sufficient basis to found liability. But with this warning I doubt that more
can be done than to leave it to the good sense of the judges to apply realistic
standards in conformity with generally accepted patterns of behaviour to
determine whether in the particular circumstances of a given case there has
been a breach of duty sounding in negligence. What if the loss to the claimant
was pecuniary rather than physical? This is the case where a regulatory body
(frequently established by statute) fails adequately to supervise the work of a
third party. This was the situation in the following case. Yuen Kun-yeu v
Attorney-General of Hong Kong [1987] 2 All ER 705 The Commissioner regulated
deposit-taking businesses in Hong Kong and had discretionary powers to refuse
to register or to revoke the registration of an unfit company. The plaintiff
had deposited money with a registered deposit-taking company which went into
liquidation and alleged that the Commissioner should never have registered or
should have revoked the company’s licence. The Privy Council held that no duty
of care was owed by the Commissioner to the plaintiff. No such statutory duty
was owed and a common law duty would not be imposed. The Commissioner’s duty
was towards the general public, but there was no special responsibility towards
individual members of the public. A duty could not be established on the basis
that the plaintiff had relied on the company’s registration as this was neither
reasonable nor justifiable.
This approach has been followed consistently by the
courts in subsequent cases involving regulatory agencies, but an interesting
perspective was added by the House of Lords decision in White v Jones. White v
Jones [1995] 1 All ER 691 The facts and decision in this case are analysed in
Chapter 5. The case involved an omission to act on the part of the defendant
solicitors in that they failed to amend the will in accordance with the
testator’s wishes. Had the issue been between the testator (client) and the
solicitor, there would have been no problem as there would have been an
omission in the course of a positive undertaking to the client to perform a
particular task. In the context of liability to a third party (the beneficiary)
there was a problem as to whether the solicitor could be liable for an omission
to act. In the absence of an undertaking by the solicitor to the third party,
it would be expected that there would be no duty owed. However, Lord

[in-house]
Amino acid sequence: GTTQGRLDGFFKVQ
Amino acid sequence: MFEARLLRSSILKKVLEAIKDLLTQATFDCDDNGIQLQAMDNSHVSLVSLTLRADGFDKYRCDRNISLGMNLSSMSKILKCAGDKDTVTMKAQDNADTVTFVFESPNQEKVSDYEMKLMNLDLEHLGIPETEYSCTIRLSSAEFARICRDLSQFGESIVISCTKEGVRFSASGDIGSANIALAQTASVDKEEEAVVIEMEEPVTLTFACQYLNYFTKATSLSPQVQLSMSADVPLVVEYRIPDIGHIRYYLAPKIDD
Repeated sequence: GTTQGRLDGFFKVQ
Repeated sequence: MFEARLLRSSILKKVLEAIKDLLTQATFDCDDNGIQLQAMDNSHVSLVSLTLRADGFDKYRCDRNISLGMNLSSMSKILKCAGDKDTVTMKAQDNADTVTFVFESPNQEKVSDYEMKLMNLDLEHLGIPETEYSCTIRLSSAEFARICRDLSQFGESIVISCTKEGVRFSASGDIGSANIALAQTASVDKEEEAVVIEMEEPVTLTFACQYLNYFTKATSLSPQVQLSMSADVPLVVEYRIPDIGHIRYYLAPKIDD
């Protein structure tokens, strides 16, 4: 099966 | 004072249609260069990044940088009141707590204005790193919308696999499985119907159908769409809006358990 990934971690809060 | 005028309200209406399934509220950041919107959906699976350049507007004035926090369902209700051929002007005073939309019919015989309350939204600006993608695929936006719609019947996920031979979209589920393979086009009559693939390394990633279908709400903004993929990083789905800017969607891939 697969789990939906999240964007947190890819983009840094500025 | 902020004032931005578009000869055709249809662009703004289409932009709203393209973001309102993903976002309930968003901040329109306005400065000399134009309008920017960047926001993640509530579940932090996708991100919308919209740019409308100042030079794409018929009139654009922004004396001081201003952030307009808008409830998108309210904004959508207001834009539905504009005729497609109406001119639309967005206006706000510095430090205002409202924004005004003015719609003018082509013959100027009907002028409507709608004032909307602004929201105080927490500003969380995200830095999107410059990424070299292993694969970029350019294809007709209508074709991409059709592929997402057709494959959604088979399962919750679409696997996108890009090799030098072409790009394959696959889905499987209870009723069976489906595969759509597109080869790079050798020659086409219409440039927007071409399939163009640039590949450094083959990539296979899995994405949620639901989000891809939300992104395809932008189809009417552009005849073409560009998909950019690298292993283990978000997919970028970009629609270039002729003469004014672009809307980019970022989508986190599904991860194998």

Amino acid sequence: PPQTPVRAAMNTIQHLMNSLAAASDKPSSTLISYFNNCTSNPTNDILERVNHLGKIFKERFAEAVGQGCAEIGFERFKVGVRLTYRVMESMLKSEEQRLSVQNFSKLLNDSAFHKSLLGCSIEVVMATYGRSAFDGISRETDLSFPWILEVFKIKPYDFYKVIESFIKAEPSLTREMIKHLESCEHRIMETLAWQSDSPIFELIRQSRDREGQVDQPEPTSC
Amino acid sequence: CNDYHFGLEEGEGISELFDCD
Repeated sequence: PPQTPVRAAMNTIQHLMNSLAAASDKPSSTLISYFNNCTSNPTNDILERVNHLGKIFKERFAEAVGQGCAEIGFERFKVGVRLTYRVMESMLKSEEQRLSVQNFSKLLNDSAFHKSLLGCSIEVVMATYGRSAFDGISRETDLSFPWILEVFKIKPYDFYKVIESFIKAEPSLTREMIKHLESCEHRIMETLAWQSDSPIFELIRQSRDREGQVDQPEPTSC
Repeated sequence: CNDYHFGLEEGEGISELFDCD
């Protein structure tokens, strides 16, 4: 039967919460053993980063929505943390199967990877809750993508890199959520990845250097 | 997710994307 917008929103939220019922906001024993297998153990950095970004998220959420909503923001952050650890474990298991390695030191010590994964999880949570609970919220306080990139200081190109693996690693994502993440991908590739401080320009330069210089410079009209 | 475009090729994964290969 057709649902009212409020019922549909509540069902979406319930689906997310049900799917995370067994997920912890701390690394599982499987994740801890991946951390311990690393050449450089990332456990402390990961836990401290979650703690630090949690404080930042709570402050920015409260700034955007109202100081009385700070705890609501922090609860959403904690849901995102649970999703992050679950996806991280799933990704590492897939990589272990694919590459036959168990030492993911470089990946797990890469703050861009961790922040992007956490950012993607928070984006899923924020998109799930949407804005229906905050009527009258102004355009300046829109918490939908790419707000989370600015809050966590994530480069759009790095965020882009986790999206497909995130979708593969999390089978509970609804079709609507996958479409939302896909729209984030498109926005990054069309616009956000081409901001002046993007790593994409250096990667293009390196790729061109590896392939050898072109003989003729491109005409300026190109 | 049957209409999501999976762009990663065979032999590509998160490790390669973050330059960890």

Browne-Wilkinson (with whose speech Lord Nolan agreed) thought that there was,
even in the absence of an undertaking to the beneficiaries, a sufficient
undertaking, in the sense of an assumption of responsibility for the task of
amending the will, to found a duty of care. The principle of assumption of
responsibility can also be seen in Barrett v Ministry of Defence [1995] 3 All
ER 86. Here the navy were held to owe a duty of care in respect of the death of
a sailor who had drunk himself unconscious. The duty was not to prevent him
drinking to that stage but once an officer had arranged for him to be taken to
his room, there had been an assumption of responsibility for his welfare. (See
also Jebson v Ministry of Defence [2000] 1 WLR 2055.) The law on omissions is
complicated by the fact that there are usually other policy issues in omissions
cases. These may arise in cases involving statutory authorities such as the
following one. Stovin v Wise [1996] 3 All ER 801 A bank of earth on British
Rail property made it difficult for drivers turning right at a junction to see
traffic approaching. A number of accidents had occurred at this spot
previously. W drove her car into S’s motor cycle. W’s insurer paid off S and
sought a contribution from the highway authority which had failed to implement
its earlier decision to remove the mound of earth, which it had the power to
do. The House of Lords (by a majority) found that the highway authority was not
liable. (See also Gorringe v Calderdale Metropolitan Borough Council [2004] 2
All ER 326.)
This subject is closely related to the question of
liability for omissions. The question is: when will A be liable to B for the
negligent act of C? Any question of A’s liability will normally concern his
omission to exercise control over C. This raises the question of what area of
negligence law should be used to determine these cases. Lord Goff’s approach in
Smith v Littlewoods is to deny a general duty of care. Lord Mackay and the
majority of the House of Lords concentrate on fault (breach of duty) as the
determining factor. The court looks at the blameworthiness of the defendant’s
conduct in creating the risk. A further possibility is to argue that the damage
is too remote, perhaps because of the act of the third party breaking the chain
of causation. (See Topp, below.) Carmarthenshire County Council v Lewis [1955]
1 All ER 565 A lorry driver was killed when he swerved to avoid a four-year-old
child. The child had been left in a classroom at school while the teacher
attended to another child. The child had wandered out on to the road and caused
the accident. The defendants were held liable on the basis of their vicarious liability
for the teacher’s negligence. Duty was established on the basis of a reasonably
foreseeable plaintiff. (See also Home Office v Dorset Yacht Co above.) What is